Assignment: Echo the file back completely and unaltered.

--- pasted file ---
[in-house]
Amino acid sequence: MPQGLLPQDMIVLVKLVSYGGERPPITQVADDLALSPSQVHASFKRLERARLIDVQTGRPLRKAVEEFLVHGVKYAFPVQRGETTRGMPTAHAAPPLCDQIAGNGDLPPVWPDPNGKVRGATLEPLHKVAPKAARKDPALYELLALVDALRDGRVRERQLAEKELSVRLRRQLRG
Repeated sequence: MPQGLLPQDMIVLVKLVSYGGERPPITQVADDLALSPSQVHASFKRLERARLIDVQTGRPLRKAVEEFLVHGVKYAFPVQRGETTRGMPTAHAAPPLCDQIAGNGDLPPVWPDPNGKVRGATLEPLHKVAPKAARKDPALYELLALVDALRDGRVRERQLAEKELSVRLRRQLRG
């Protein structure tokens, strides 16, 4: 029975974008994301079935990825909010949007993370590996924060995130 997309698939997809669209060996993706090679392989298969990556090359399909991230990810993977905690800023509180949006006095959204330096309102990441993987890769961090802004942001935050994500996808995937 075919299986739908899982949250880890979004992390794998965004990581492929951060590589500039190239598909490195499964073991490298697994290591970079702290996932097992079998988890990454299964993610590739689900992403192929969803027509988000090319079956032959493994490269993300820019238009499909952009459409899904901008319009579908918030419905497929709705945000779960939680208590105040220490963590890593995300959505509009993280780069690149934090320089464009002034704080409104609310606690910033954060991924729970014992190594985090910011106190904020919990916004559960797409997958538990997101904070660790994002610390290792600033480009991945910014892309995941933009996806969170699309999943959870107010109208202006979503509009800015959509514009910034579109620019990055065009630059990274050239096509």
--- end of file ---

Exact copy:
[in-house]
Amino acid sequence: MPQGLLPQDMIVLVKLVSYGGERPPITQVADDLALSPSQVHASFKRLERARLIDVQTGRPLRKAVEEFLVHGVKYAFPVQRGETTRGMPTAHAAPPLCDQIAGNGDLPPVWPDPNGKVRGATLEPLHKVAPKAARKDPALYELLALVDALRDGRVRERQLAEKELSVRLRRQLRG
Repeated sequence: MPQGLLPQDMIVLVKLVSYGGERPPITQVADDLALSPSQVHASFKRLERARLIDVQTGRPLRKAVEEFLVHGVKYAFPVQRGETTRGMPTAHAAPPLCDQIAGNGDLPPVWPDPNGKVRGATLEPLHKVAPKAARKDPALYELLALVDALRDGRVRERQLAEKELSVRLRRQLRG
């Protein structure tokens, strides 16, 4: 029975974008994301079935990825909010949007993370590996924060995130 997309698939997809669209060996993706090679392989298969990556090359399909991230990810993977905690800023509180949006006095959204330096309102990441993987890769961090802004942001935050994500996808995937 075919299986739908899982949250880890979004992390794998965004990581492929951060590589500039190239598909490195499964073991490298697994290591970079702290996932097992079998988890990454299964993610590739689900992403192929969803027509988000090319079956032959493994490269993300820019238009499909952009459409899904901008319009579908918030419905497929709705945000779960939680208590105040220490963590890593995300959505509009993280780069690149934090320089464009002034704080409104609310606690910033954060991924729970014992190594985090910011106190904020919990916004559960797409997958538990997101904070660790994002610390290792600033480009991945910014892309995941933009996806969170699309999943959870107010109208202006979503509009800015959509514009910034579109620019990055065009630059990274050239096509």